“We were a little short staffed this year,” Wysote says. “So, I ended up being a Grade 8 teacher, even though I’ve never done that before.”

Wysote, who is Mi’gmaq, is also a mom to three kids, who are 16, 13, and 8.

On top of teaching and parenting, Wysote is enrolled in an online Master of Education program in sustainability, creativity and innovation at Cape Breton University.

Through her program, she’s exploring how to evolve and decolonize her school’s curriculum to provide her students with better Indigenized education.

“This scholarship award is a big help. My program is very project based, so this scholarship will help me get the resources I need to put these projects together,” she says.

Wysote’s school has a land-based classroom, where kids learn outside all day. In the school’s outdoor education building, students do woodworking and receive lessons on how to prepare the animals they harvest.

“I'm a culinary arts teacher, so I team up with outdoor education, and when [the students] harvest different kinds of meats, I show them how to cook it and store it,” she says.

Simply reading about Mi’gmaq practices and traditions isn’t the same as getting hands-on experience, but there’s no written or formalized curriculum to follow for these land-based programs, Wysote says.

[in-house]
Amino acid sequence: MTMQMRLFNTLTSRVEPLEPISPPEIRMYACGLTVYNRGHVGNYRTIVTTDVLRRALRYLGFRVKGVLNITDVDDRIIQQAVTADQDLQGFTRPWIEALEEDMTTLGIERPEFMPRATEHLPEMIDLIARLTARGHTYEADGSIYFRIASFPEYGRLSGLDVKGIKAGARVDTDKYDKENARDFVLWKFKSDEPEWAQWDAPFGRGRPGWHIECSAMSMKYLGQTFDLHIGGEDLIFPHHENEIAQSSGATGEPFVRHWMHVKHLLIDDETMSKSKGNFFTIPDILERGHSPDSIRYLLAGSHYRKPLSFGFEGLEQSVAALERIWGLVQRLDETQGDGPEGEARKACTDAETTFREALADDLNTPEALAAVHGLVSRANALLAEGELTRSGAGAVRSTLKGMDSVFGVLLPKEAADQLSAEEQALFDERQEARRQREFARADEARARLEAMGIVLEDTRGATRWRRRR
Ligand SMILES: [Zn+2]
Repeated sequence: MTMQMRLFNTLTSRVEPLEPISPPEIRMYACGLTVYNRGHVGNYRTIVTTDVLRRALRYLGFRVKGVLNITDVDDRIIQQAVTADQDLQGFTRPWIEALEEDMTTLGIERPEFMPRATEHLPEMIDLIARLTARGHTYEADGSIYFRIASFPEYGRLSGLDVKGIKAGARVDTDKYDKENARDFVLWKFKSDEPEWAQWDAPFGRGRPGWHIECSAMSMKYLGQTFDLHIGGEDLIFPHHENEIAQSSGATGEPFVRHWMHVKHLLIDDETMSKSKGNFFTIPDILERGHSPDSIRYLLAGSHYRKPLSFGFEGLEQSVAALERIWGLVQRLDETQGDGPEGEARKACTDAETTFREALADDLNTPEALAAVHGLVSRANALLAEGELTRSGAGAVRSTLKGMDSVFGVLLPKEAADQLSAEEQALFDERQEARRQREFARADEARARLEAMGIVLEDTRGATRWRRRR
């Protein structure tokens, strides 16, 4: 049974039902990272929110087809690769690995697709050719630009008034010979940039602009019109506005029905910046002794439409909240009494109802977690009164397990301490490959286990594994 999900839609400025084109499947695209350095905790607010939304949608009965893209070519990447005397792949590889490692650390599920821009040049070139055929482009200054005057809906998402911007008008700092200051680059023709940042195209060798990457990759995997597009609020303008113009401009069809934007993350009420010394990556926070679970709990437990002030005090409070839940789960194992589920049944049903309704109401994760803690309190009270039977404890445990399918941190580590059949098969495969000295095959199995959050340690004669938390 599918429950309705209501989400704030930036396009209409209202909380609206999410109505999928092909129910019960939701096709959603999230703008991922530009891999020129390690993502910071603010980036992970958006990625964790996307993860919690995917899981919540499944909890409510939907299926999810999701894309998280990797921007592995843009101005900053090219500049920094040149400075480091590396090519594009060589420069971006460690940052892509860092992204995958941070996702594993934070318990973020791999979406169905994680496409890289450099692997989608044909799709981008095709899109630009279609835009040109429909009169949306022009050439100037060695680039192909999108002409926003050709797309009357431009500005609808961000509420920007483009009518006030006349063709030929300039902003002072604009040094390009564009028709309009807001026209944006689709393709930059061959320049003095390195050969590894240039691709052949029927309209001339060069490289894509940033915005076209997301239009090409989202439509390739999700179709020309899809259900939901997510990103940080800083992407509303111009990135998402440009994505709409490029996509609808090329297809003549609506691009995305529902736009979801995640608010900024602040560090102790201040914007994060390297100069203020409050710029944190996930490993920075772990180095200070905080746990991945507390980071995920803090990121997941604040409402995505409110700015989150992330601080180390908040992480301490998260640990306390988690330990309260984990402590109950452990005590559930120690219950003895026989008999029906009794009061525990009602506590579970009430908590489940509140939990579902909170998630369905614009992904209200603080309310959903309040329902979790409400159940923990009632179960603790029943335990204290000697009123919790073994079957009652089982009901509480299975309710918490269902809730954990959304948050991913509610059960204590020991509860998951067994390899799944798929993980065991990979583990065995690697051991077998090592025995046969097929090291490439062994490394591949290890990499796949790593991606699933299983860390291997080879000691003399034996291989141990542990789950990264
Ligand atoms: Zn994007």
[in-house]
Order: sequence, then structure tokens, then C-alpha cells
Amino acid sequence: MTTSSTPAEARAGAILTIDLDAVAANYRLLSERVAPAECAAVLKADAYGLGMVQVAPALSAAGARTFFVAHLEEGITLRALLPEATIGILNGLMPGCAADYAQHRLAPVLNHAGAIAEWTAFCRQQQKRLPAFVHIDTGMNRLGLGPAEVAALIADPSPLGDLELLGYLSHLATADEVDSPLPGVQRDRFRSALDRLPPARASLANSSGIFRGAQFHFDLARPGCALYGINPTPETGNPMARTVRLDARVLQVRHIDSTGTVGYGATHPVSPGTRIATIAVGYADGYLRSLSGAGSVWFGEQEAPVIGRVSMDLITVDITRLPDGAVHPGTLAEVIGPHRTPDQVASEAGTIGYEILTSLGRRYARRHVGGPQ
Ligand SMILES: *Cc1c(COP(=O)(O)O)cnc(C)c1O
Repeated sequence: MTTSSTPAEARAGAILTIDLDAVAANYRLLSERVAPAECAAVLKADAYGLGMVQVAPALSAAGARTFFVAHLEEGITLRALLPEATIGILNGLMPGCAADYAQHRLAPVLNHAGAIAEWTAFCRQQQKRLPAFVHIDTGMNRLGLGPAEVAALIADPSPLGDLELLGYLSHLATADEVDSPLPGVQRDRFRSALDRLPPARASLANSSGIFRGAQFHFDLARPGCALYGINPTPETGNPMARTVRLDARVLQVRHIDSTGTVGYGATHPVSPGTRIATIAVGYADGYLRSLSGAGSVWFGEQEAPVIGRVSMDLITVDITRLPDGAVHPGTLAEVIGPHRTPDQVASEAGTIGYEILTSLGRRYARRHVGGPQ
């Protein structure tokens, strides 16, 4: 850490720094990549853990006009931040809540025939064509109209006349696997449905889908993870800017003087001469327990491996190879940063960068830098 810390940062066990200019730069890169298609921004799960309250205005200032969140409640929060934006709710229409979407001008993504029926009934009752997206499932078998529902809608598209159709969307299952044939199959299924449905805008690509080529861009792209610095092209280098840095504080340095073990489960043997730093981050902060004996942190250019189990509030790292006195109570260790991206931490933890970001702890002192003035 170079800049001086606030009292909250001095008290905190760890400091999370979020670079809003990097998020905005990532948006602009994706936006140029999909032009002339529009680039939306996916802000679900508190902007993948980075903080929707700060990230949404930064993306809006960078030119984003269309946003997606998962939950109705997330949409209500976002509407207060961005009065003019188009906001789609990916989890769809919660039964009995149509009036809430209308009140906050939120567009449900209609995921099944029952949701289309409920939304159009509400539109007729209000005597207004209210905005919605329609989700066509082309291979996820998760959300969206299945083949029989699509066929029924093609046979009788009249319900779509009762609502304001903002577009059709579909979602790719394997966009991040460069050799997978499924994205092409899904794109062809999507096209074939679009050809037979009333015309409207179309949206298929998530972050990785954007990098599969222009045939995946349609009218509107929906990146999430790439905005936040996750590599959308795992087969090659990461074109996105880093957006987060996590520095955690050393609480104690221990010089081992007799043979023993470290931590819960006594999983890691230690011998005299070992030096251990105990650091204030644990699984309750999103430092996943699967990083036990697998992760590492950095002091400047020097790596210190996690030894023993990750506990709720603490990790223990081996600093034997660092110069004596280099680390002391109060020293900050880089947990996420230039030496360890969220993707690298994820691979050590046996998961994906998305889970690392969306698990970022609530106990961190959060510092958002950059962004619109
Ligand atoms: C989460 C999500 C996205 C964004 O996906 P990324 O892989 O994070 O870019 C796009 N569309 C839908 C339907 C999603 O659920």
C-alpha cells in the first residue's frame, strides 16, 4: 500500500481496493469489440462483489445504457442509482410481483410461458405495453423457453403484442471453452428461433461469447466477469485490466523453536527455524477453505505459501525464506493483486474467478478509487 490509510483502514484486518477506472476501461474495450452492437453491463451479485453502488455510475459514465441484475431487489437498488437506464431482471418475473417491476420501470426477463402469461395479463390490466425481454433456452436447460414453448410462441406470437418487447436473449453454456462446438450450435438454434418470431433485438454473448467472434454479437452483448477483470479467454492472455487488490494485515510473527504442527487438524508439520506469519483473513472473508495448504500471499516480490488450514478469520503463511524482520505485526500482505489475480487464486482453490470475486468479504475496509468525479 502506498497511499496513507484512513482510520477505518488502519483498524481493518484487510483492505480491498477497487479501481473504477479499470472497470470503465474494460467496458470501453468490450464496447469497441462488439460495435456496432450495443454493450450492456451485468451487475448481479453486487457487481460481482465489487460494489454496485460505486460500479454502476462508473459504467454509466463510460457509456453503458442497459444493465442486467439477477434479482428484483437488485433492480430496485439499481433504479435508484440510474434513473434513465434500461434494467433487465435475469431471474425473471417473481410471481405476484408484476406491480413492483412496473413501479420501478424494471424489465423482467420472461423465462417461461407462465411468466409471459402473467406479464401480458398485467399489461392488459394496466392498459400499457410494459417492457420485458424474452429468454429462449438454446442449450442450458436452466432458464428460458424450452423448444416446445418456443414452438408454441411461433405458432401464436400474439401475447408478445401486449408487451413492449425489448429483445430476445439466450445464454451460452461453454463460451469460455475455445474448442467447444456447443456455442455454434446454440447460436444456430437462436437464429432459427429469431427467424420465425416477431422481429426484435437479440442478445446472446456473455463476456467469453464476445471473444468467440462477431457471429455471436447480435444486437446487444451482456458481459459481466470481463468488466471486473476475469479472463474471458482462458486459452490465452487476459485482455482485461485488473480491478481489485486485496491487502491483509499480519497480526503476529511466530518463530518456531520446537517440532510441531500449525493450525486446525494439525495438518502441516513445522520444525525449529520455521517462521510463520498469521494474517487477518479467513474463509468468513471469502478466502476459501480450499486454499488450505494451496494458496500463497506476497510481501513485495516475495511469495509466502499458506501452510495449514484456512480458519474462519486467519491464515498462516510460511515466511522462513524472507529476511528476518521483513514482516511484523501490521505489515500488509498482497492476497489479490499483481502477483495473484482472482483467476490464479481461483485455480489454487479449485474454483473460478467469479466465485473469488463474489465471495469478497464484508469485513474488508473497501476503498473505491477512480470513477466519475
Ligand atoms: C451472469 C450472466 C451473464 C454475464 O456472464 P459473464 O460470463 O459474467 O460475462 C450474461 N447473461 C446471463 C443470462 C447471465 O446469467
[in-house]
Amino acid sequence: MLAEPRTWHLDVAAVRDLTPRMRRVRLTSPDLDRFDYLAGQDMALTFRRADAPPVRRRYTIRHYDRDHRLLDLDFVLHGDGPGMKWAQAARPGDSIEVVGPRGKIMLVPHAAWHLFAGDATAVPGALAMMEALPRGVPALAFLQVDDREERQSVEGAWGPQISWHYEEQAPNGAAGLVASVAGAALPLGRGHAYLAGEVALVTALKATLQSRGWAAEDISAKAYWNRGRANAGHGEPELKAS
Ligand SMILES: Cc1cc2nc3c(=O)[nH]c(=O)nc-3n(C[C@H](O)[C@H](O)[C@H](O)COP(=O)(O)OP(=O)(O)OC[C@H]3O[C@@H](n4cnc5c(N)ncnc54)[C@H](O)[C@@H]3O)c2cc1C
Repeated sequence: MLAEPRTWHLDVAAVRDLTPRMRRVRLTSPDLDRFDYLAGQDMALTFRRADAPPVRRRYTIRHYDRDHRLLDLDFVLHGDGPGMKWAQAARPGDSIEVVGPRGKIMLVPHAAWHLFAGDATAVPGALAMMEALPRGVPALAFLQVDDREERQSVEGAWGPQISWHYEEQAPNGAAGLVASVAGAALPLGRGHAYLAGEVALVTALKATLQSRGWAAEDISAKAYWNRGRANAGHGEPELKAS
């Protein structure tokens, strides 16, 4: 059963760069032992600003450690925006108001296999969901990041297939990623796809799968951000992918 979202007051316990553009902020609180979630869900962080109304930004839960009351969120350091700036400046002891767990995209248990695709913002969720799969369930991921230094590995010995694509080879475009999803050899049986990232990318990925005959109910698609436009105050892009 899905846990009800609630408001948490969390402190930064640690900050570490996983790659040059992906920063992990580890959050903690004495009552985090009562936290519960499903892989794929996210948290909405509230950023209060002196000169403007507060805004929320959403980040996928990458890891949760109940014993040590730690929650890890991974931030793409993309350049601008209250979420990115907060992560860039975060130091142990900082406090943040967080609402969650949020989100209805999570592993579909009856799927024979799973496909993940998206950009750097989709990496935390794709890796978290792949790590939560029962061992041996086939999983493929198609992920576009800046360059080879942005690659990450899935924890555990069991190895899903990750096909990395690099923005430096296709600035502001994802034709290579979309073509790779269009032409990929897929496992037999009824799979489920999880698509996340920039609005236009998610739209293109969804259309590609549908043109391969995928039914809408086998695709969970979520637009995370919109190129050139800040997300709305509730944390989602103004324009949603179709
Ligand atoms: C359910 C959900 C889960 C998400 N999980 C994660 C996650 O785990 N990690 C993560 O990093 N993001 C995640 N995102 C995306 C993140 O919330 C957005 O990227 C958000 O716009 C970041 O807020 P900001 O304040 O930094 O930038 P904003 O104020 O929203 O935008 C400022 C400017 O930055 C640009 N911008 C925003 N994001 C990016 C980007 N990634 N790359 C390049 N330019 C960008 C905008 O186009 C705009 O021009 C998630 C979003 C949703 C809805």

“I just want to be able to put my knowledge of Indigenous ways of knowing and being to better use when it comes to … changing the curriculum. That's my biggest goal and I need my degree to be one of those decision-makers.”

Juggling all her responsibilities can be a challenge, Wysote says. She has coordinated one of the biggest Pow Wows in Atlantic Canada every summer for the last six years, but she recently passed on the responsibility to someone else.

To stay on top of schoolwork, Wysote uploads her readings into a software program that turns text into audio. She pops on her headphones and listens to her readings while doing chores around her home or during breaks from teaching.

“It’s almost like listening to a podcast,” she says.

Cailen Davis
Membertou, Nova Scotia

Cailen Davis just finished his second year at Saint Francis Xavier University in Sydney, Nova Scotia, where he studies business and plays on the football team.